COIMBRA, Portugal — To millions of tourists who flock here from northern Europe, Portugal appears to be a land of good fortune, blessed with endless sandy beaches, a balmy climate, fine wines and abundant seafood.
The local view is decidedly less rosy.
According to two recent surveys, the Portuguese are Western Europe’s most miserable people.
Only 46 percent of Portuguese are satisfied with their lives, according to a poll released by the European Union in February. Within the EU, only Bulgarians have a higher glumness rating.
Less than a third of Portuguese think their family finances are in good shape and barely a quarter expect life to get better in the next 12 months, levels of gloominess exceeded only in Hungary.
Portuguese rate their happiness level at just over 6 out of 10, the lowest outside Eastern Europe, showed a separate study published in March by the European Foundation for the Improvement of Living and Working Conditions.
Does the data give evidence to the theory that the Portuguese are born to be blue? This, after all, is the land of “saudade,” an untranslatable state of mind forged by centuries of emigration that evokes a longing for cherished losses.
Then there is fado, the unique musical style epitomized by women in black mourning lost love over a background of weeping guitars. Take for example the classic lyrics revived this year on the latest album by new wave fado diva Tereza Salgueiro: “With which voice shall I cry my sad destiny, which has entombed me in such heavy passion?”
Here is late, great fado singer Amalia Rodrigues:
Some see the current fado revival among young Portuguese as one more sign of the nation’s dark mood. However, for all the melancholy cultural references, the current despondency may have a more obvious cause: the economy, stupid.
“You just can’t say that this is in our genes, that we were born to spend our days gazing out over the Atlantic and weeping,” said sociologist Sofia Gaspar. “There are many factors why the Portuguese would give these pessimistic or unhappy responses, but the first is economic.”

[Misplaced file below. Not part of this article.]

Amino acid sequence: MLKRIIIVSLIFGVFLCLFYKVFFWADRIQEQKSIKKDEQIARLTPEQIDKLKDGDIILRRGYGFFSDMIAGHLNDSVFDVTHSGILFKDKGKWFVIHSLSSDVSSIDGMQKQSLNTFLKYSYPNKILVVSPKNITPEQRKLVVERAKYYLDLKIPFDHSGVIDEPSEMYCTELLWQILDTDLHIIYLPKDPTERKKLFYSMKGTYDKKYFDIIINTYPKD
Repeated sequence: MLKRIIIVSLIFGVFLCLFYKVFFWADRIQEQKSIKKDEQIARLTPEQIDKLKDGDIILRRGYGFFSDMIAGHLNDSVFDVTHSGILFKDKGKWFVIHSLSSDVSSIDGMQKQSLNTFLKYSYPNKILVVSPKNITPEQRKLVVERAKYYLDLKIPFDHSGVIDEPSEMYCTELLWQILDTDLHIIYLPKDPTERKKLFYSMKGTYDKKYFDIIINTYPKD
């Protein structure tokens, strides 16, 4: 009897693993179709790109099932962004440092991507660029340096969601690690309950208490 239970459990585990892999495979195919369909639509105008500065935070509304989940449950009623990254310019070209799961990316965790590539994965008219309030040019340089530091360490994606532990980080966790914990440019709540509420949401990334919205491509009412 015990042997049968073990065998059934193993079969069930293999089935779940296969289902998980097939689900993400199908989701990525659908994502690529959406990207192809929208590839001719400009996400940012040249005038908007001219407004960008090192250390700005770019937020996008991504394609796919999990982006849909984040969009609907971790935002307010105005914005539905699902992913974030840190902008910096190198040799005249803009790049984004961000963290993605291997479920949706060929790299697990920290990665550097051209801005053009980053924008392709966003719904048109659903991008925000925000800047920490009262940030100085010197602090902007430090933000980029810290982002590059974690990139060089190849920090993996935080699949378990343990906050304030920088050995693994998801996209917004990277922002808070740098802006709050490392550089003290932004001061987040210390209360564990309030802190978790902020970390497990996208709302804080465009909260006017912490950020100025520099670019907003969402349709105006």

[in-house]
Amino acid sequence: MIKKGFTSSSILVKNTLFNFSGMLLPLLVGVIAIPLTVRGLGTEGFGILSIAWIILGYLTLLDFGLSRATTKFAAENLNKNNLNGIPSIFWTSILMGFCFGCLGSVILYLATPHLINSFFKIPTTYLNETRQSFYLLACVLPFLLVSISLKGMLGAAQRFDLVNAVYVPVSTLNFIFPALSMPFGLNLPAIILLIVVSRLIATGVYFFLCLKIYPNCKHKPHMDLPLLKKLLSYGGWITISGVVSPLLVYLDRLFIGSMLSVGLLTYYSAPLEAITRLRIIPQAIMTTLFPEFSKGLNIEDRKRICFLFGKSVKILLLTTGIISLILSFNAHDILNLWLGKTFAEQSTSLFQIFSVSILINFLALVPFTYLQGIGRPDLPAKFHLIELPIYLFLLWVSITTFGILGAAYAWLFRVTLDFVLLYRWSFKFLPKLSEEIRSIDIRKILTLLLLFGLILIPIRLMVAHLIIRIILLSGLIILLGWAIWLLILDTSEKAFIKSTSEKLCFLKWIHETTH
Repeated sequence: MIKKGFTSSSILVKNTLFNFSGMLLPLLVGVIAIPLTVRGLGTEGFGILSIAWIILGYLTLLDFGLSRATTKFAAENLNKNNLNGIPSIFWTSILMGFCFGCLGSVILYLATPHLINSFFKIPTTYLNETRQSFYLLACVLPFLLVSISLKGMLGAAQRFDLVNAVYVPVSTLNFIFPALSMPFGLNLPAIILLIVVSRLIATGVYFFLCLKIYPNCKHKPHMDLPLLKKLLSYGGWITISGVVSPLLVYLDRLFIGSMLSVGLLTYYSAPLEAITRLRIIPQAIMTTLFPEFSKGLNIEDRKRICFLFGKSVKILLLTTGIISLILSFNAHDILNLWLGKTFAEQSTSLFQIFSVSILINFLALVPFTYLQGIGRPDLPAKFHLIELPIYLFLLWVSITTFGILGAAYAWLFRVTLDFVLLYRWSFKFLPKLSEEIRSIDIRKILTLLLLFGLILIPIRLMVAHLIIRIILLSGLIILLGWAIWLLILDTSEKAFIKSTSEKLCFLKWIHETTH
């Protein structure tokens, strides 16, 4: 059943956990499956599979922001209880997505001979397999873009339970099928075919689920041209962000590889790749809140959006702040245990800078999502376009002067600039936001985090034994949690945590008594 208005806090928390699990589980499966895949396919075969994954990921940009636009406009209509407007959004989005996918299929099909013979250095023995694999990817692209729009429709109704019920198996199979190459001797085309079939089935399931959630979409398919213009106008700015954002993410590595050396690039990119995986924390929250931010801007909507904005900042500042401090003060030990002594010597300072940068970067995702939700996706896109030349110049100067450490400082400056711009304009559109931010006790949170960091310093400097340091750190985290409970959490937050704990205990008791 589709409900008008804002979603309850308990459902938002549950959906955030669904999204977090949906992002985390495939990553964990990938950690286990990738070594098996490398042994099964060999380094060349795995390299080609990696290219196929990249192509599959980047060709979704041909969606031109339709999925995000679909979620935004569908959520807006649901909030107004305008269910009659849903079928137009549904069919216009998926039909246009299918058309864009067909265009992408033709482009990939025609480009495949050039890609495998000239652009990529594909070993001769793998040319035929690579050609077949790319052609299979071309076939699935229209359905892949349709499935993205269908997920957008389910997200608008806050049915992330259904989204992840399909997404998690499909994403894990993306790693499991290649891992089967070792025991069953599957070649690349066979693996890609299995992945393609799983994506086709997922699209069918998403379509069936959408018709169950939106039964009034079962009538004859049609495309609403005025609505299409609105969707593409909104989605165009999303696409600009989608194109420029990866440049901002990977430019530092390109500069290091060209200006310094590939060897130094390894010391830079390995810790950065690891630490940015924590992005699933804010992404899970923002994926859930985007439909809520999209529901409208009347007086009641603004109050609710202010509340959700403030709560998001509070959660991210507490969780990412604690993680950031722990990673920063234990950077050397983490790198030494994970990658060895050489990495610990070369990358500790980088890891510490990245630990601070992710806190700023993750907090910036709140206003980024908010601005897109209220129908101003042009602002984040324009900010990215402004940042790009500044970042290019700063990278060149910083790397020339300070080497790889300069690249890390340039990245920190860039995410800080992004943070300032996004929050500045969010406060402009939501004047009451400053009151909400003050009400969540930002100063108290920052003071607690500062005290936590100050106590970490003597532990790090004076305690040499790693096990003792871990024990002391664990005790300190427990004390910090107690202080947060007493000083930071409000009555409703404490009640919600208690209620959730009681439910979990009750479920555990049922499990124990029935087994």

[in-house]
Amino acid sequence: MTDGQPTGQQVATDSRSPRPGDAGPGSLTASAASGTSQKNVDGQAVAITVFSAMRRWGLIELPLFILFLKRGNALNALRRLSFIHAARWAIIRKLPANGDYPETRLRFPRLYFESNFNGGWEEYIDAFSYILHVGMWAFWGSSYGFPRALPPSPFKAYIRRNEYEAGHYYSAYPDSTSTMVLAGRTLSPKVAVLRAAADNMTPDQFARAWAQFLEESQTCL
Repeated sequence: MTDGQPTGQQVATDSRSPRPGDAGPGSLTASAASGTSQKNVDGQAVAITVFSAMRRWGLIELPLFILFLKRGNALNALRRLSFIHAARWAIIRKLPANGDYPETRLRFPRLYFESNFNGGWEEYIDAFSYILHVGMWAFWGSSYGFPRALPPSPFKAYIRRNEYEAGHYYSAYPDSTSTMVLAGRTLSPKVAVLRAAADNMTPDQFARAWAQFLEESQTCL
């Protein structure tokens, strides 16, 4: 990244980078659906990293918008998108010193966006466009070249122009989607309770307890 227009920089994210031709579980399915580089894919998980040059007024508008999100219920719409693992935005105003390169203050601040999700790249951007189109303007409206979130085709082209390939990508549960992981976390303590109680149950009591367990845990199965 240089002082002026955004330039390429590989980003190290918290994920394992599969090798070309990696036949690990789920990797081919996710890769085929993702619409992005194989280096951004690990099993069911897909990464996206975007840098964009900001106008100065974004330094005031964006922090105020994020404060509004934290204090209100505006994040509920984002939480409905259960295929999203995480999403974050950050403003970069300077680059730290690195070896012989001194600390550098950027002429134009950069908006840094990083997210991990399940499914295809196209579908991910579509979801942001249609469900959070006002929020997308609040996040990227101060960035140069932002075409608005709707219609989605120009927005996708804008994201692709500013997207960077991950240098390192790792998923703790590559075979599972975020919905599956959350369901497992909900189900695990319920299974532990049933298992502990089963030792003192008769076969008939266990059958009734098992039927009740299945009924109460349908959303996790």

The recession has hit the Portuguese particularly hard.
While last year’s Wall Street meltdown brought a sudden halt to boom times in many European nations, Portugal was only just beginning to claw its way out of an already deep downturn when the global crisis struck.
Portugal basked in growth rates that averaged about 4 percent for 15 years after it joined the EU in 1986 due in large part to investment attracted by cheap labor. By 2002 the good years were over as Portugal’s cut-price factories faced competition from China and soon-to-be EU members in Eastern Europe.
After five years of stagnation, growth was creeping back up when the world economic crisis dragged Western Europe’s poorest nation back into recession.
The opinion polls seem to show that money can buy you happiness. Rich northern nations led by Denmark, Sweden and Finland are the EU’s most cheerful despite the prevalence of long winters, pickled herring and Ingmar Bergman movies.
“The higher the wages are, the more secure the jobs, the better educated people, the more optimistic the country will be,” argued Gaspar, an expert at Lisbon’s Center for Research and Studies in Sociology.
Gaspar also sees a demographic factor. Many older Portuguese were denied a decent education under the right-wing dictatorship that ruled the country from 1928 until a bloodless revolution in 1974. They often feel alienated from modern society and disappointed with progress made since the establishment of democracy.
“Expectations after the revolution and after the entry into the EU were very high,” Gaspar said. “There’s no doubt things have improved a lot, but they haven’t met people’s expectations, people are disappointed.”
The younger generation seems distinctly less gloomy. Students coming out of class at Coimbra’s historic university were upbeat on a recent spring evening.
“The Portuguese have got so many reasons not to be sad. We’ve got a great climate. We've got a fantastic country. The only thing that that's getting people down is this economic crisis,” said Marisa Augusta, 23.
Andrea Andrade agreed. “The current conditions are not favorable, but even with that we’re still optimistic, at least, that's how I feel and that's how my friends feel,” said the 19-year-old law student. “We're hopeful that things will change for the better."
More on Portugal: